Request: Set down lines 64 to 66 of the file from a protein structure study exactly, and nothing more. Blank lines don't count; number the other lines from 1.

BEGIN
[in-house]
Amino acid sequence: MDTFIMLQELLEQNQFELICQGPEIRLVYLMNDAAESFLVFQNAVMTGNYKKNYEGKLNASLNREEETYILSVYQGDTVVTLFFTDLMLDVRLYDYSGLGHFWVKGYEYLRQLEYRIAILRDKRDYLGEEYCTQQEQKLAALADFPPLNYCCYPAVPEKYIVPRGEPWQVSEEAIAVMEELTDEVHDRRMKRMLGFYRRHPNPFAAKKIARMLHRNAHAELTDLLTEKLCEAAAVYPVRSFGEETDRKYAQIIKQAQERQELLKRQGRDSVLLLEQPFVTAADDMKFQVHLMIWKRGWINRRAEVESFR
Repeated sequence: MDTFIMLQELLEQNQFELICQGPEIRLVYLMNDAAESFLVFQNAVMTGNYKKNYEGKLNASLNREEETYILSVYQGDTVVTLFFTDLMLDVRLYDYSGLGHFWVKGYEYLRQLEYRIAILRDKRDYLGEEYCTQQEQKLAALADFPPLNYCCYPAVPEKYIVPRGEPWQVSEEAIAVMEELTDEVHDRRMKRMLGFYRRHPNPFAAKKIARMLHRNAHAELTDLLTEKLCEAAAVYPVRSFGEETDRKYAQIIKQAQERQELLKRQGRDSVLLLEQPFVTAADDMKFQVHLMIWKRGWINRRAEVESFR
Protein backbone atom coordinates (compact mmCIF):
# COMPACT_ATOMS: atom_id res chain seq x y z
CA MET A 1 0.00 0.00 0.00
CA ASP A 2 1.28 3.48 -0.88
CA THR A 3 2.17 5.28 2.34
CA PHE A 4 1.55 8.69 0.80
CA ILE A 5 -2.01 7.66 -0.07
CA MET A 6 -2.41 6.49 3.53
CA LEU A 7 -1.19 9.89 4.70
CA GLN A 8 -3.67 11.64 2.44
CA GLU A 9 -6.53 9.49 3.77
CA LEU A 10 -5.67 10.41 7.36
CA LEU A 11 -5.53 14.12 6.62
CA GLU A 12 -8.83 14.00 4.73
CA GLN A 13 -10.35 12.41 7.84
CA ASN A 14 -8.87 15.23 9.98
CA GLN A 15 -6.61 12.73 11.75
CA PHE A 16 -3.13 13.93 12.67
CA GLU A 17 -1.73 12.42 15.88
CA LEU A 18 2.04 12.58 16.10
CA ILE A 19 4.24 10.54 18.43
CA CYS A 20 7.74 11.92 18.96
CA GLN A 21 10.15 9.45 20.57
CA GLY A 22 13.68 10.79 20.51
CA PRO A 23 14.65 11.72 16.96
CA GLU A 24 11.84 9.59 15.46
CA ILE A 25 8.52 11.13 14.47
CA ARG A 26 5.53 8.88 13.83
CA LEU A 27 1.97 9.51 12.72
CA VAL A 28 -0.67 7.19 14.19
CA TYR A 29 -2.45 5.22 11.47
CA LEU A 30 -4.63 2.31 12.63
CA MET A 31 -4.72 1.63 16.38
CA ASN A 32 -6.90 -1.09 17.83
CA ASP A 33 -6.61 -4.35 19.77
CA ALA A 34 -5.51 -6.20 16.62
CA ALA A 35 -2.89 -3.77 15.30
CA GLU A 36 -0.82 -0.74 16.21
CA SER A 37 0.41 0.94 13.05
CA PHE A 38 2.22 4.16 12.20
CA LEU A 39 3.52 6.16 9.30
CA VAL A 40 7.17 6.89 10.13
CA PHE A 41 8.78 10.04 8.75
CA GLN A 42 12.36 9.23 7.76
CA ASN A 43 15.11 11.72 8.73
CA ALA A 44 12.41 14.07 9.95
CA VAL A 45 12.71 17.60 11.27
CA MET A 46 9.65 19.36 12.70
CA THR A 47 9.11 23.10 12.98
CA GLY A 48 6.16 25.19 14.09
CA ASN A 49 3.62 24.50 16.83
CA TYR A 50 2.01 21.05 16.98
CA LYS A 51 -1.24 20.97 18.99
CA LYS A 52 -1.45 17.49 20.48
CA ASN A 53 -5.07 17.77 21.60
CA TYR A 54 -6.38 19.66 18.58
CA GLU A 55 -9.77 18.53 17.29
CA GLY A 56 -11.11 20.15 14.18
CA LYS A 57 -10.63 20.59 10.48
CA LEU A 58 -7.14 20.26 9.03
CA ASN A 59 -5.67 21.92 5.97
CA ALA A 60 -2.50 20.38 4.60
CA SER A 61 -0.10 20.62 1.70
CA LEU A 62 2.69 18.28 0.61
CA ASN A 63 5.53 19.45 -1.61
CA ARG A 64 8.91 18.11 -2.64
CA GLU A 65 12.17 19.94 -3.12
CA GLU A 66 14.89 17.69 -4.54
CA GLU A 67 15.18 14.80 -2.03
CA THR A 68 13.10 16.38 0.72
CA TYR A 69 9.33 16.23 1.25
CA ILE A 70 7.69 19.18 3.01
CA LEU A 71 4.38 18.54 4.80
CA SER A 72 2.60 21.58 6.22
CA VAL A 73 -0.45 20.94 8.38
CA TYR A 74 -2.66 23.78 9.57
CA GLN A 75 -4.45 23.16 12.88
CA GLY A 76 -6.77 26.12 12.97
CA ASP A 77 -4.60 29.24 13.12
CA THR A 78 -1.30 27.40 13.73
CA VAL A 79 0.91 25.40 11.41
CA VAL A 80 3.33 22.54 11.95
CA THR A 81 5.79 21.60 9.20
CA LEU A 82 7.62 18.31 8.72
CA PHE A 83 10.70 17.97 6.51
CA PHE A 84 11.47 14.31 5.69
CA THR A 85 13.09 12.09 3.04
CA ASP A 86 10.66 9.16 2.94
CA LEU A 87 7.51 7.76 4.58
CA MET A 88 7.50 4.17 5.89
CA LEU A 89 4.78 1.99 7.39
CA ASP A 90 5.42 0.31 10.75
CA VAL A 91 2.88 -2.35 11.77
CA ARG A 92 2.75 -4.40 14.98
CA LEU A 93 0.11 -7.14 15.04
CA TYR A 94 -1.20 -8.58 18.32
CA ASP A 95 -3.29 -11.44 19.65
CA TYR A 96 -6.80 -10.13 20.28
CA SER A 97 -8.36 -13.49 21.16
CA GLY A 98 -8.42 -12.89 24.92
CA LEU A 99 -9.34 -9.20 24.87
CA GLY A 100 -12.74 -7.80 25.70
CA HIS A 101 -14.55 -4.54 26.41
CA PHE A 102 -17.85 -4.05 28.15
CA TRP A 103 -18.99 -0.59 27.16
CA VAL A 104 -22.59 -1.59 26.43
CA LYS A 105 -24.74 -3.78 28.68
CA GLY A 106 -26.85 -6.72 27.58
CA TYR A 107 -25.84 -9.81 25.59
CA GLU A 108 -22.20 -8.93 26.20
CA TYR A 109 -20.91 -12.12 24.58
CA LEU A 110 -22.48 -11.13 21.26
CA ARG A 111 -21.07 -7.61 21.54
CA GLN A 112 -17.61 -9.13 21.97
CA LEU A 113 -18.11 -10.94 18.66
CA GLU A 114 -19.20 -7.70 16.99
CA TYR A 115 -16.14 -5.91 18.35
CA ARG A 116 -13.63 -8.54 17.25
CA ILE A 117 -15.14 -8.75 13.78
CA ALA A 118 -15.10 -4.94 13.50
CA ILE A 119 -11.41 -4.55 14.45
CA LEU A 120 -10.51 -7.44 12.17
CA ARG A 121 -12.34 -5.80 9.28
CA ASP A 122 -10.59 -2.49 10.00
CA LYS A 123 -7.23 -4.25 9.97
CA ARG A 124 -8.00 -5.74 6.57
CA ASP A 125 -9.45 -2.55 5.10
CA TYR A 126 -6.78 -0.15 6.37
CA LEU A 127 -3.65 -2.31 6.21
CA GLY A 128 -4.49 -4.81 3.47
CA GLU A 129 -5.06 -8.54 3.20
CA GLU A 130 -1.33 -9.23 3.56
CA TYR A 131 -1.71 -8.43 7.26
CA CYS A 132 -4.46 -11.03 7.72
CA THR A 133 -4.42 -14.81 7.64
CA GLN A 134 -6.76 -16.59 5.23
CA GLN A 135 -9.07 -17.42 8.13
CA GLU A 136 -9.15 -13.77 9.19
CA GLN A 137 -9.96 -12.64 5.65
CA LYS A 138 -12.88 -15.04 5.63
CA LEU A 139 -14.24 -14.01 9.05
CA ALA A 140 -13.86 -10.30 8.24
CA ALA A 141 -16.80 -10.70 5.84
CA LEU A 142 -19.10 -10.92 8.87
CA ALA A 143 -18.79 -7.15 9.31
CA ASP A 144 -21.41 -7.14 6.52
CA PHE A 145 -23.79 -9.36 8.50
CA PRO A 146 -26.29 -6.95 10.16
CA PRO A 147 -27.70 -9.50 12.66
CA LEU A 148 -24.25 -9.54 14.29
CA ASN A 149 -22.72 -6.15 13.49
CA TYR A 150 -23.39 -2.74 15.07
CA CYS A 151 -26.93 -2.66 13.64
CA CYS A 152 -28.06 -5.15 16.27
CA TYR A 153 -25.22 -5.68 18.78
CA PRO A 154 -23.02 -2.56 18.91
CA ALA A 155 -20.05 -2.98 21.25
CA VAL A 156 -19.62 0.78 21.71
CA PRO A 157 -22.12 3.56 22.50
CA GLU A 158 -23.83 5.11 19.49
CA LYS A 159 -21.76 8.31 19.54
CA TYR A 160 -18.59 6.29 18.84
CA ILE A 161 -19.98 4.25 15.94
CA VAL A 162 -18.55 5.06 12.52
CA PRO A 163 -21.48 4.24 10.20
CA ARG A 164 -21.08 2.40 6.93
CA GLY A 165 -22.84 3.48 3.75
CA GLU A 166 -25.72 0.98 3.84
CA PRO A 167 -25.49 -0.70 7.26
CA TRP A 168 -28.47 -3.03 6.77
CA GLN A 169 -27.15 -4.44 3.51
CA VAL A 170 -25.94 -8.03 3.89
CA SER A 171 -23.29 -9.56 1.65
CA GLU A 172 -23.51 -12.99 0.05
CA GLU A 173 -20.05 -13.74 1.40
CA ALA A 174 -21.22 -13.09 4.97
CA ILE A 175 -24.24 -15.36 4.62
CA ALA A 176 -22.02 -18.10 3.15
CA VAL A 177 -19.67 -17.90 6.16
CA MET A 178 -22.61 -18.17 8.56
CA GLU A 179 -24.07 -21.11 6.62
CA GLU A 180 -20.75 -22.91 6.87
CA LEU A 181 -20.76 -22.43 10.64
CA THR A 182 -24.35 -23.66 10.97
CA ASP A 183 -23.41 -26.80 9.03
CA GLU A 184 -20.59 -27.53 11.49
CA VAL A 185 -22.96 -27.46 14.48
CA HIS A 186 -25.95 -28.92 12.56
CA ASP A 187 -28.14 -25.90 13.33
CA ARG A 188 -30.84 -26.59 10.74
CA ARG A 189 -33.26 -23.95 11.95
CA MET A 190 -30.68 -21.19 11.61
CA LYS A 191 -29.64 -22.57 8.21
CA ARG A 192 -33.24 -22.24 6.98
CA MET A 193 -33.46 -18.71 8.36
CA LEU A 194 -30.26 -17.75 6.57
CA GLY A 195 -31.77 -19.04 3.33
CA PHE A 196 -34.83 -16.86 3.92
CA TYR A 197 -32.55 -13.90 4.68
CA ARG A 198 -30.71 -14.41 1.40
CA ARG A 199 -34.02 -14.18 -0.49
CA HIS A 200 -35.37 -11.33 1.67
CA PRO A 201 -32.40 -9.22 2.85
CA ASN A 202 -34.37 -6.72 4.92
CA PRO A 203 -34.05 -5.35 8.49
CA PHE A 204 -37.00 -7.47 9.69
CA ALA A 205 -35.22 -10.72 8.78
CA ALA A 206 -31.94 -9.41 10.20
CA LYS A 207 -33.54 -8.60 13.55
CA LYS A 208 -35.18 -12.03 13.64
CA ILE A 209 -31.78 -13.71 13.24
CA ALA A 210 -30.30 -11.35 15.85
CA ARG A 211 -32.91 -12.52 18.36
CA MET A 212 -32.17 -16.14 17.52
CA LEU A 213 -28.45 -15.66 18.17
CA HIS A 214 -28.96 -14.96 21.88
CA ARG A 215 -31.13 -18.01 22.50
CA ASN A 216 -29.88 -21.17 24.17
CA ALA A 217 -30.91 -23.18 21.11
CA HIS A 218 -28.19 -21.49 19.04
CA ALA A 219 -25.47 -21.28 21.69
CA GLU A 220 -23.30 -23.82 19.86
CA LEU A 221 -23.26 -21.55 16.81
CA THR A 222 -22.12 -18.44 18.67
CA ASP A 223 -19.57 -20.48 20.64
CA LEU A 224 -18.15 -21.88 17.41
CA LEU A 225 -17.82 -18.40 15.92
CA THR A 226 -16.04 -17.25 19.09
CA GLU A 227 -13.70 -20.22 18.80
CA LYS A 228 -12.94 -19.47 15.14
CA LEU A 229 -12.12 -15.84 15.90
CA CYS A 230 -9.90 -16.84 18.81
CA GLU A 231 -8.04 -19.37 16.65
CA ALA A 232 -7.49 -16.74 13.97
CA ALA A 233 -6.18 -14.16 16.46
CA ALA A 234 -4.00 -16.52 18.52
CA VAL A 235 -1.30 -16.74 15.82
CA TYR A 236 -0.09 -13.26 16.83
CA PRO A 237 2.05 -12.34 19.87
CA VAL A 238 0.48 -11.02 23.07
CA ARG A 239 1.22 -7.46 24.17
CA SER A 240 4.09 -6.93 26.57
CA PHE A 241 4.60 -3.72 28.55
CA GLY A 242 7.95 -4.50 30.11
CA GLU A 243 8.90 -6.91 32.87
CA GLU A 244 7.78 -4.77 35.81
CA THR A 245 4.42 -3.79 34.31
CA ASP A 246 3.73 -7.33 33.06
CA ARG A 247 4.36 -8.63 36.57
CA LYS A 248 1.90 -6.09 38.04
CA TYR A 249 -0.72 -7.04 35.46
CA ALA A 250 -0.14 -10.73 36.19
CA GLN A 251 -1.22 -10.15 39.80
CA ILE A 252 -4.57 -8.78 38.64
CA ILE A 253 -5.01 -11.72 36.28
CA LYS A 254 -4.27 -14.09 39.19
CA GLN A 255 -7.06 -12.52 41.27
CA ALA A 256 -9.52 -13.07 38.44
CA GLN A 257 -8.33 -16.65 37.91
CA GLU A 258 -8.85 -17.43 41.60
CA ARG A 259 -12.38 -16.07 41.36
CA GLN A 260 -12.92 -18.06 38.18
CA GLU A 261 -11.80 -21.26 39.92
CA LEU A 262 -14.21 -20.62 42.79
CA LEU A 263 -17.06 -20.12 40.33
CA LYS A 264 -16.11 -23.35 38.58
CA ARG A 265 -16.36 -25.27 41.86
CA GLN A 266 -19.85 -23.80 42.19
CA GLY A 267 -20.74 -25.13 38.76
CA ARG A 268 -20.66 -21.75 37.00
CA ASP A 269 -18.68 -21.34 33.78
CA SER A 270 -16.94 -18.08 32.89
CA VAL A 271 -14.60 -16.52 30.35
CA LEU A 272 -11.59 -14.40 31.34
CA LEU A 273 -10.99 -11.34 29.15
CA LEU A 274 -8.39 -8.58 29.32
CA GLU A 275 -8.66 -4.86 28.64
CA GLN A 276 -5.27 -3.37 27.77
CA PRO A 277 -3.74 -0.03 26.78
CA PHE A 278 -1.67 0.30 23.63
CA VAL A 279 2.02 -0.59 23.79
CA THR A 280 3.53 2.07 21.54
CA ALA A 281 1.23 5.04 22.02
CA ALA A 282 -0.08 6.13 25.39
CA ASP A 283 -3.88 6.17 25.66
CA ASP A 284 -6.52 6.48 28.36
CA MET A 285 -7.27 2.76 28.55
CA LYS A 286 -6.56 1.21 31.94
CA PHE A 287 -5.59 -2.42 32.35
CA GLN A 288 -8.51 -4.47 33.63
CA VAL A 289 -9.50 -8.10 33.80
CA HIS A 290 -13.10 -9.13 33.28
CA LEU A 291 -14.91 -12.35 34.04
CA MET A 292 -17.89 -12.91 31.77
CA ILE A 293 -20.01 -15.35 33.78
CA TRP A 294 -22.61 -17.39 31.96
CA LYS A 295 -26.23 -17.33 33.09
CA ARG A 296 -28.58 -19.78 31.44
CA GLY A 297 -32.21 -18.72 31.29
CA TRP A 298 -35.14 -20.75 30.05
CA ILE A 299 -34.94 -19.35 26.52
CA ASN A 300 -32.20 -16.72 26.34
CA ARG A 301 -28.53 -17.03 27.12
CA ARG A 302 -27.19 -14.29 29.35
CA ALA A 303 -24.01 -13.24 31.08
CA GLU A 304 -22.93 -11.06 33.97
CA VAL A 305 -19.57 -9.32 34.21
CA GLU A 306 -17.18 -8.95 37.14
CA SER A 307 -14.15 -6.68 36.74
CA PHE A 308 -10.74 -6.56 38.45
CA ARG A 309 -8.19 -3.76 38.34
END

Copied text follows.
CA ASN A 59 -5.67 21.92 5.97
CA ALA A 60 -2.50 20.38 4.60
CA SER A 61 -0.10 20.62 1.70